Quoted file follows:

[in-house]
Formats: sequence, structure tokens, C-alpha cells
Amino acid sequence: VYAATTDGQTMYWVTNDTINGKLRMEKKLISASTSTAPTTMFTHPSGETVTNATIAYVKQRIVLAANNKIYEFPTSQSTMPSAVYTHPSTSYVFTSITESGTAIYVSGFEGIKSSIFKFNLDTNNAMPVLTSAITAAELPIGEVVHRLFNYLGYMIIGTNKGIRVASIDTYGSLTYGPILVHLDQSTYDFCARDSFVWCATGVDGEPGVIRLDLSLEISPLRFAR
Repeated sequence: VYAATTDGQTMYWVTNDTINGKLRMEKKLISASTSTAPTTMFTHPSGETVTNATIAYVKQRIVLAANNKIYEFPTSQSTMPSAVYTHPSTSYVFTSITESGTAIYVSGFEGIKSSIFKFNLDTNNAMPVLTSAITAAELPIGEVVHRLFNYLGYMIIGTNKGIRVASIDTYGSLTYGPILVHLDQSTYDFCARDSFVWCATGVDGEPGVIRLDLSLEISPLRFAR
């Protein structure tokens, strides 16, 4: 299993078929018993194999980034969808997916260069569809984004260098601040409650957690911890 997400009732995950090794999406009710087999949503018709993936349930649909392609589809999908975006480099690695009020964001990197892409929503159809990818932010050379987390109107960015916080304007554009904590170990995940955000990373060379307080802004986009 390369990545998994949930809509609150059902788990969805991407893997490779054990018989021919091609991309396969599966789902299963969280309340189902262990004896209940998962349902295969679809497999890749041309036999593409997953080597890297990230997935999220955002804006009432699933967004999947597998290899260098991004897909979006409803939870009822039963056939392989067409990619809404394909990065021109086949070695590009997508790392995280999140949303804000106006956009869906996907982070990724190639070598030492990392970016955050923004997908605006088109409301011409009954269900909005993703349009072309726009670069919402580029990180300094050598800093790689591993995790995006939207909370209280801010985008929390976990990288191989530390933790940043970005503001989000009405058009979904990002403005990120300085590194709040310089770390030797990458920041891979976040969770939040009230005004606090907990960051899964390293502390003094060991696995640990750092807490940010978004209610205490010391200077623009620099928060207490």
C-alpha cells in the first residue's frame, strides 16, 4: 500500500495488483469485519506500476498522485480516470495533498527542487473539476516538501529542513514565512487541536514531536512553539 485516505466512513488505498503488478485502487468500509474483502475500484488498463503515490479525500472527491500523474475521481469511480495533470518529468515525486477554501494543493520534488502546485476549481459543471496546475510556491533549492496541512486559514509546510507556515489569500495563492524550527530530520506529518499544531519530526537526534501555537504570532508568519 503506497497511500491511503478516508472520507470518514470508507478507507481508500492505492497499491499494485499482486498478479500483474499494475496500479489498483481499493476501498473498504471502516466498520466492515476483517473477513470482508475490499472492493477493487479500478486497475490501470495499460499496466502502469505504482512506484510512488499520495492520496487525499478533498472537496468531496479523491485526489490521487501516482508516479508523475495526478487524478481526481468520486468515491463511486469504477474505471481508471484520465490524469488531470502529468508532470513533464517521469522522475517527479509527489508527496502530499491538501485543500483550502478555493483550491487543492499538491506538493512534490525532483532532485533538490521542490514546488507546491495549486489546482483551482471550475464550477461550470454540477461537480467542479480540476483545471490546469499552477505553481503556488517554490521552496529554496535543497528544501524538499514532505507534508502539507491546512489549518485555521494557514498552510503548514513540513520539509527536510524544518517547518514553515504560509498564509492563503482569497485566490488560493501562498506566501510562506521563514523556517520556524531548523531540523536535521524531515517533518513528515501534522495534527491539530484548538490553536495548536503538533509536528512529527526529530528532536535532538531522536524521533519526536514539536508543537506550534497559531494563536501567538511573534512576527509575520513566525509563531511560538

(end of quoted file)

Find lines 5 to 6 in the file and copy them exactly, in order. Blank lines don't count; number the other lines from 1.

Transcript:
């Protein structure tokens, strides 16, 4: 299993078929018993194999980034969808997916260069569809984004260098601040409650957690911890 997400009732995950090794999406009710087999949503018709993936349930649909392609589809999908975006480099690695009020964001990197892409929503159809990818932010050379987390109107960015916080304007554009904590170990995940955000990373060379307080802004986009 390369990545998994949930809509609150059902788990969805991407893997490779054990018989021919091609991309396969599966789902299963969280309340189902262990004896209940998962349902295969679809497999890749041309036999593409997953080597890297990230997935999220955002804006009432699933967004999947597998290899260098991004897909979006409803939870009822039963056939392989067409990619809404394909990065021109086949070695590009997508790392995280999140949303804000106006956009869906996907982070990724190639070598030492990392970016955050923004997908605006088109409301011409009954269900909005993703349009072309726009670069919402580029990180300094050598800093790689591993995790995006939207909370209280801010985008929390976990990288191989530390933790940043970005503001989000009405058009979904990002403005990120300085590194709040310089770390030797990458920041891979976040969770939040009230005004606090907990960051899964390293502390003094060991696995640990750092807490940010978004209610205490010391200077623009620099928060207490």
C-alpha cells in the first residue's frame, strides 16, 4: 500500500495488483469485519506500476498522485480516470495533498527542487473539476516538501529542513514565512487541536514531536512553539 485516505466512513488505498503488478485502487468500509474483502475500484488498463503515490479525500472527491500523474475521481469511480495533470518529468515525486477554501494543493520534488502546485476549481459543471496546475510556491533549492496541512486559514509546510507556515489569500495563492524550527530530520506529518499544531519530526537526534501555537504570532508568519 503506497497511500491511503478516508472520507470518514470508507478507507481508500492505492497499491499494485499482486498478479500483474499494475496500479489498483481499493476501498473498504471502516466498520466492515476483517473477513470482508475490499472492493477493487479500478486497475490501470495499460499496466502502469505504482512506484510512488499520495492520496487525499478533498472537496468531496479523491485526489490521487501516482508516479508523475495526478487524478481526481468520486468515491463511486469504477474505471481508471484520465490524469488531470502529468508532470513533464517521469522522475517527479509527489508527496502530499491538501485543500483550502478555493483550491487543492499538491506538493512534490525532483532532485533538490521542490514546488507546491495549486489546482483551482471550475464550477461550470454540477461537480467542479480540476483545471490546469499552477505553481503556488517554490521552496529554496535543497528544501524538499514532505507534508502539507491546512489549518485555521494557514498552510503548514513540513520539509527536510524544518517547518514553515504560509498564509492563503482569497485566490488560493501562498506566501510562506521563514523556517520556524531548523531540523536535521524531515517533518513528515501534522495534527491539530484548538490553536495548536503538533509536528512529527526529530528532536535532538531522536524521533519526536514539536508543537506550534497559531494563536501567538511573534512576527509575520513566525509563531511560538